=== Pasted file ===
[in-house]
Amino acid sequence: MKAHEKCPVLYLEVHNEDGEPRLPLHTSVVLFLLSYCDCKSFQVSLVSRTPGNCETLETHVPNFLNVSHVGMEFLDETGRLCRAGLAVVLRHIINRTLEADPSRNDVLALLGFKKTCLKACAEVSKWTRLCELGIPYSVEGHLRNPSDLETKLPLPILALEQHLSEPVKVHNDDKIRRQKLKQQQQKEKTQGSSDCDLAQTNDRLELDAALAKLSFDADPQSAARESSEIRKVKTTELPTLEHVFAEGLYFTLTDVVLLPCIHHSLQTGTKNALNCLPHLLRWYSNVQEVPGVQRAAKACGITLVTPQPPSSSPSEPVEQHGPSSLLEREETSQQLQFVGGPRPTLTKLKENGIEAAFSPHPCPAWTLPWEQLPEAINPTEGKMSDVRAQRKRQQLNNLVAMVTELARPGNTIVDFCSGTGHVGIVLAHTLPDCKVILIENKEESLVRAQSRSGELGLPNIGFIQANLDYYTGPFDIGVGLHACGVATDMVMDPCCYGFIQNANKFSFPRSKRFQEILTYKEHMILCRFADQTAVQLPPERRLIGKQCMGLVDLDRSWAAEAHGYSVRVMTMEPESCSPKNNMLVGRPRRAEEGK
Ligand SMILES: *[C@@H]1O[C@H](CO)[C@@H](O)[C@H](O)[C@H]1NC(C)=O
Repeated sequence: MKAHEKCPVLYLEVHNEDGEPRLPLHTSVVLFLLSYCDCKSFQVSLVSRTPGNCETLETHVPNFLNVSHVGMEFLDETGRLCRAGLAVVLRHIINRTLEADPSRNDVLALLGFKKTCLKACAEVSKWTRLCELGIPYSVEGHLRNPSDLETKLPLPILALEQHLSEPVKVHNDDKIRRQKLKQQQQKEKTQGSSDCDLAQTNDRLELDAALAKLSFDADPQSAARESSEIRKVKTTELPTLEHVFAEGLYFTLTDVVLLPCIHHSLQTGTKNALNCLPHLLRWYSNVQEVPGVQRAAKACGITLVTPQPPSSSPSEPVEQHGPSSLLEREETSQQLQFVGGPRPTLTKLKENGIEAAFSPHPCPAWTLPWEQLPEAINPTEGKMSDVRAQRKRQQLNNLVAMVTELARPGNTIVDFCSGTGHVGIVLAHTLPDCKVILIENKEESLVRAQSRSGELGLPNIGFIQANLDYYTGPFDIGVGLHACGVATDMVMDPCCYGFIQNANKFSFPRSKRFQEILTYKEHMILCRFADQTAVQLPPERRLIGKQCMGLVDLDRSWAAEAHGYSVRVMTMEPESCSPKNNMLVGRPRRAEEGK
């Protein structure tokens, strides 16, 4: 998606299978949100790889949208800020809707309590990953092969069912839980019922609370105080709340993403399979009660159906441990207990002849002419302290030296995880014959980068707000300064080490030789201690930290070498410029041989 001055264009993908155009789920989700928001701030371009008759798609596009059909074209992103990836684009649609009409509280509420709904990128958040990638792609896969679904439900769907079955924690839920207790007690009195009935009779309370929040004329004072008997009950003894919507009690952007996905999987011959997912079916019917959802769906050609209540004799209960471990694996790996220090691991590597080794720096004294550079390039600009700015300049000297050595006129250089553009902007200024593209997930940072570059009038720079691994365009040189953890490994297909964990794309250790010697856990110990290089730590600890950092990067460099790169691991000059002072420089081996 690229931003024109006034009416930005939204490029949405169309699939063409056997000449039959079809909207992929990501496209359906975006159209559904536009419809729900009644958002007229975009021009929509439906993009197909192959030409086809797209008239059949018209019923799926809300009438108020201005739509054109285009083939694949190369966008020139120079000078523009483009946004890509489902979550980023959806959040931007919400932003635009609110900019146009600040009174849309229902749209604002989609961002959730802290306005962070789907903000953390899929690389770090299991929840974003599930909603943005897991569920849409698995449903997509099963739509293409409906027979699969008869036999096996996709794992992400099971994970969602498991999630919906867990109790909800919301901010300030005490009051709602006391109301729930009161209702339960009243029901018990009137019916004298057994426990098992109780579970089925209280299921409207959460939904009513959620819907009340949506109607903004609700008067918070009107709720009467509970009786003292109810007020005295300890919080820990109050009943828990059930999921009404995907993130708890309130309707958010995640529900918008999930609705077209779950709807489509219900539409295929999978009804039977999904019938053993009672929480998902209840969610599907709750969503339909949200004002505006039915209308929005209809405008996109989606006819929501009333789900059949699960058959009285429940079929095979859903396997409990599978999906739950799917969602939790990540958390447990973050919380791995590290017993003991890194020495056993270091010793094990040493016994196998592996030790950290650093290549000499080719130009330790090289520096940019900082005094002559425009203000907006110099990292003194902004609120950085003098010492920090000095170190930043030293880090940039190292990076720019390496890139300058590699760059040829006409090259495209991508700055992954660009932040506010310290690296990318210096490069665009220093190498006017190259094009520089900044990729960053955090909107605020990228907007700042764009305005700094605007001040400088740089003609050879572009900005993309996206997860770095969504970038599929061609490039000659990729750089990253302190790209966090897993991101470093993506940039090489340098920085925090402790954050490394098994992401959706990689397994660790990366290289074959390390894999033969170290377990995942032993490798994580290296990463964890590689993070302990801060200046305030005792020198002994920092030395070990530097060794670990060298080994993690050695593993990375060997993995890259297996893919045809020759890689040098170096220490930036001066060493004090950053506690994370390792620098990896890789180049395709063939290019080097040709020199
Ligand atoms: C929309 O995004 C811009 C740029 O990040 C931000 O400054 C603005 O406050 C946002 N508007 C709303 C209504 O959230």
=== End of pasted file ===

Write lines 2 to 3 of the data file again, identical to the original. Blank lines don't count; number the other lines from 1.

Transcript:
Amino acid sequence: MKAHEKCPVLYLEVHNEDGEPRLPLHTSVVLFLLSYCDCKSFQVSLVSRTPGNCETLETHVPNFLNVSHVGMEFLDETGRLCRAGLAVVLRHIINRTLEADPSRNDVLALLGFKKTCLKACAEVSKWTRLCELGIPYSVEGHLRNPSDLETKLPLPILALEQHLSEPVKVHNDDKIRRQKLKQQQQKEKTQGSSDCDLAQTNDRLELDAALAKLSFDADPQSAARESSEIRKVKTTELPTLEHVFAEGLYFTLTDVVLLPCIHHSLQTGTKNALNCLPHLLRWYSNVQEVPGVQRAAKACGITLVTPQPPSSSPSEPVEQHGPSSLLEREETSQQLQFVGGPRPTLTKLKENGIEAAFSPHPCPAWTLPWEQLPEAINPTEGKMSDVRAQRKRQQLNNLVAMVTELARPGNTIVDFCSGTGHVGIVLAHTLPDCKVILIENKEESLVRAQSRSGELGLPNIGFIQANLDYYTGPFDIGVGLHACGVATDMVMDPCCYGFIQNANKFSFPRSKRFQEILTYKEHMILCRFADQTAVQLPPERRLIGKQCMGLVDLDRSWAAEAHGYSVRVMTMEPESCSPKNNMLVGRPRRAEEGK
Ligand SMILES: *[C@@H]1O[C@H](CO)[C@@H](O)[C@H](O)[C@H]1NC(C)=O